Learning can be very broadly defined as the acquisition of information or skills measured by an improvement in some overt response (Botwinick, 1967). Estimates of the percentage of the adult population that participates in learning have steadily risen over the past forty years, with the most current study suggesting that approximately 46% of all adult Americans participate (Merriam, Caffarella, & Baumgartner, 2007). According to Cross (1981), the learning society is growing because it must. The author explains that individuals cannot depend on older generations to pass along information because the world changes faster than the generations, and individuals must live in several different worlds during their lifetimes. Societal forces such as demographic factors (an aging population/larger number of adults), social trends (rising education level, changing roles of women, civil rights), economic conditions, international forces (being part of a global community), technological change and the knowledge explosion, increasing requirements for literacy, and changing assumptions (society examining its most fundamental beliefs) have played a role in this trend of increased participation in learning activities (Apps, 1988; Cross, 1981).
The finding that an increasing number of adults are pursuing learning opportunities suggests that adult learning is essential in today's world, and thus, worthy of study. Indeed, learning can lead to job acquisition, job retention, improvements on an individual's current job, promotions, and/or better alternatives (Apps, 1991). Merriam and Cunningham (1989) collapse the basic purposes of adult education into four major categories, namely to facilitate change in a dynamic society, to support and maintain the good social order, to promote productivity, and to enhance personal growth. Since learning has the potential to have such a profound impact on adults' lives, the elements that affect learning should be investigated so that steps can be taken to maximize learning when adults participate in educational activities.
Several of the motivations driving adults to participate in adult education are learning-oriented, including but not limited to the desire to know (i.e., knowing for the sake of knowing) (Apps, 1991; Burgess, 1971; Willis, 1985). Beder and Valentine (1990) conducted an exploratory factor analysis, and found one of the motivations to be self-improvement, with adults having the desire to learn new things. Studies have indicated that among the main reasons for participation (apart from earning more money), are a desire to know more/gain knowledge about some topic, the desire to learn of interesting things, and the desire to contribute to society (Willis, 1985). This suggests that many adults participate in education with the intent to learn.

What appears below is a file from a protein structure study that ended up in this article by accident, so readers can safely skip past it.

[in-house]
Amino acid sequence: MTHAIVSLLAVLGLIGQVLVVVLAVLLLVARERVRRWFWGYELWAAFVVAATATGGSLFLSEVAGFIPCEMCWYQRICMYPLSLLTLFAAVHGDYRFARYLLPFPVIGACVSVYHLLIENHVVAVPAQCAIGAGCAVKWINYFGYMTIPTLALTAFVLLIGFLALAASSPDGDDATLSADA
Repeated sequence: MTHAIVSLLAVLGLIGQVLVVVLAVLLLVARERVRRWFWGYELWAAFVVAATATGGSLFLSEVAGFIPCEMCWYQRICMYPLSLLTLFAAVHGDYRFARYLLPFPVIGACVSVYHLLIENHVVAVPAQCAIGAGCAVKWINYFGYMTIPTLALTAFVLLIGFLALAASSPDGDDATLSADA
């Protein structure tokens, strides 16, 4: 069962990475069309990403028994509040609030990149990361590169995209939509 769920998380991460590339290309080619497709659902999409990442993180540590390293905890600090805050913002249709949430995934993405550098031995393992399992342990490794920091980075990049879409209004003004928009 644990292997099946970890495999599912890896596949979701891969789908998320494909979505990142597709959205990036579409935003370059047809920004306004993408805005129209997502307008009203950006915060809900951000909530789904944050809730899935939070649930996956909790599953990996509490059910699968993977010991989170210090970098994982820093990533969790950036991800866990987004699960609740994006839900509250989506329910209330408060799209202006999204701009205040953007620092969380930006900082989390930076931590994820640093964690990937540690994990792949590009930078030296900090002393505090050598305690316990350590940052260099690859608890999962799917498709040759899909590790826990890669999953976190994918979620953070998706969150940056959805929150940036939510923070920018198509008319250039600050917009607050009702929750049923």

However, participation in adult education, and thus, intention to learn and learning may be affected by numerous factors. Cross (1981) mentions situational barriers which arise from one's situation in life at a given time (e.g., lack of time due to career demands or family responsibilities, lack of money, or lack of transportation), institutional barriers which consist of all the practices and procedures that exclude or discourage working adults from participating in educational activities (e.g., inconvenient schedules or locations or inappropriate courses), and dispositional barriers which are associated with self-perceptions (e.g., feeling too old to learn or lacking confidence in one's ability to learn). One of the relevant self-perceptions associated with learning is Bandura's (1977) concept of perceived self-efficacy, which is concerned with judgments of how well an individual can execute courses of action (Ajzen, 1991; Bandura, 1982). Therefore, an adult may perceive that he/she does not have the capacity to learn very well.
Neugarten (1977) mentions Fiske's (1974) alternative view of personality as the study of perceptions, including the ways in which persons perceive, interpret, and construe themselves, situations, and other persons. …